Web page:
Many years into our homeschooling years, I received a harsh reminder about just how critical it is to help our kiddos develop a solid biblical worldview.
Our oldest daughter was in her freshman year of college – attending an institution that was proudly self-described as a Christian school – when she walked into her sociology class. Her professor waxed eloquent about how anyone who believed in miracles was basically living in ignorance and naivete. Faith was for the foolish. Wisdom was found in knowledge.
My daughter, strong and sincere (and pretty darn brave, I thought!), raised her hand and engaged with said professor, ensuring that she would be in his cross-hairs all semester long. Which she was. All semester long. Standing her ground.
And still received an “A.”
A biblical worldview is for out-and-about
Our homeschooling years are now over, but looking back, I do have to admit that our kids led a pretty protected life. Not that I’m ashamed of that in any way. We had friends that came from many different walks of the Christian life, but as they were growing up, we all encouraged each other in our faith. Knowing what we believed, and looking at the world through “Christian-colored glasses” gave them a touchstone. It taught them to see hypocrisy, to see errors in thought and logic, to have a clear lens through which to view the lies and twisted truths that the world presents. I believe choosing to see how God works in the world strengthened their faith and gave them empathy and sympathy for those who wander aimlessly through life, wondering about its meaning, unable to see God’s hand in all things.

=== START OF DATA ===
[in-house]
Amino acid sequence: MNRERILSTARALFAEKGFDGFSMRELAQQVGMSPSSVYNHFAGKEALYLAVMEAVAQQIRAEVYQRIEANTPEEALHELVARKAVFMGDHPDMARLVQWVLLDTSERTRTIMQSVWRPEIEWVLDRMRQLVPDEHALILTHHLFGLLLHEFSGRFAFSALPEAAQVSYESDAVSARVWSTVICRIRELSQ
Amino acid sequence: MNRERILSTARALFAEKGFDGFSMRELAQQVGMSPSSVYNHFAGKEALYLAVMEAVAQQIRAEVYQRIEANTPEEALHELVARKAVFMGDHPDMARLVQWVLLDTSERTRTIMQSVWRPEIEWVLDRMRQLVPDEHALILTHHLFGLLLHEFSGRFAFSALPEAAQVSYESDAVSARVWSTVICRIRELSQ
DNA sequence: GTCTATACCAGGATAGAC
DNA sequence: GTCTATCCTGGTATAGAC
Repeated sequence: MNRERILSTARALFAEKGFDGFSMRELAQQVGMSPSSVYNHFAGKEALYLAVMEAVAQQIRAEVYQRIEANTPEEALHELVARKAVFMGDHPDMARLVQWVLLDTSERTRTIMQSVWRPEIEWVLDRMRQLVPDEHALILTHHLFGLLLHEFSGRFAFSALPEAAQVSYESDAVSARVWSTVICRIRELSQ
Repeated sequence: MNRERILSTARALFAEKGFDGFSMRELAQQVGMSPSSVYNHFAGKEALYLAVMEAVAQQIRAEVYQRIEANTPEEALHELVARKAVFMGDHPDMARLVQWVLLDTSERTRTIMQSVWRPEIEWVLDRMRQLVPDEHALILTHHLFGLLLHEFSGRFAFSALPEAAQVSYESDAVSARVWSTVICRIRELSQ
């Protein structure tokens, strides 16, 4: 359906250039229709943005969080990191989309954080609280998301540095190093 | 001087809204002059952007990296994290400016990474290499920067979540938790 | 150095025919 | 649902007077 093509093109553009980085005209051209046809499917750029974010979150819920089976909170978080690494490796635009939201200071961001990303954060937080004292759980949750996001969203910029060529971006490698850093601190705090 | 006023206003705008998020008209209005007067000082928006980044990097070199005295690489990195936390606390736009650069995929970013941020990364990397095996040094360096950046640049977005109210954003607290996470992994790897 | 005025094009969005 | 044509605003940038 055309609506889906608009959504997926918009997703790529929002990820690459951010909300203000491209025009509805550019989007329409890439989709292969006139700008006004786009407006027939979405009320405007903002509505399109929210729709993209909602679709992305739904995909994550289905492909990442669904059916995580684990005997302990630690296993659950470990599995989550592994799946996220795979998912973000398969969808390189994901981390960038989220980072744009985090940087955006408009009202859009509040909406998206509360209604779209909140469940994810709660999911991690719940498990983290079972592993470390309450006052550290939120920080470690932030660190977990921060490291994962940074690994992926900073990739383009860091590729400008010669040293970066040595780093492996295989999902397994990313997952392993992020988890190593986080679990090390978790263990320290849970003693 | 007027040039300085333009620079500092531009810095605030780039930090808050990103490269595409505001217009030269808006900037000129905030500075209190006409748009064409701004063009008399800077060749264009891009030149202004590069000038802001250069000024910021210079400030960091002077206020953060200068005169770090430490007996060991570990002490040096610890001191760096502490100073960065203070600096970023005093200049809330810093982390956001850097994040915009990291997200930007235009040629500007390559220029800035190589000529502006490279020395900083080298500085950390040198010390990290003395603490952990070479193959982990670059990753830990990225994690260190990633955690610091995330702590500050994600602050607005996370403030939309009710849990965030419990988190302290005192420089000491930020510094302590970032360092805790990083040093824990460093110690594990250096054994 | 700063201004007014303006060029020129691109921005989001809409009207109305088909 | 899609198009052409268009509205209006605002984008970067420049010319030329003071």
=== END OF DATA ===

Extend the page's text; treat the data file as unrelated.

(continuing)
A firmly held and thoroughly understood Christian worldview enables our teens to go out into the world to fulfill The Great Commission! (And yes, it helps us parents do the same, too!)
Boy, was that lesson hammered home for me the day my daughter told me her story.
How you can help your teen develop a biblical worldview
You don’t have to be a trained theologian to help your teen develop a biblical worldview. Here are some things you can do to get started right away:
Discuss the dictionary definition: “a comprehensive conception or apprehension of the world, especially from a specific standpoint” Source,
Ask: what does that mean? What are some other worldviews?
Understand that a worldview is not necessarily a one-word description. Talk about how worldviews are expressed verbally and non-verbally.
Look for examples in the news/social media. Discuss what worldviews may be presented, and give examples to back-up your thoughts.
When you’re studying geography or World History, think about what other possible worldviews people may have, how their history or religion or politics may influence their worldview and vice versa.
Be quick to listen and slow to speak. Understand that a biblical worldview is not developed overnight, and we all stumble and stutter on the journey. Be as open to learning and honing your own view as you are to helping your kiddos discover their own.
In other words,
And remember, it’s never too early to get started talking about this, either!
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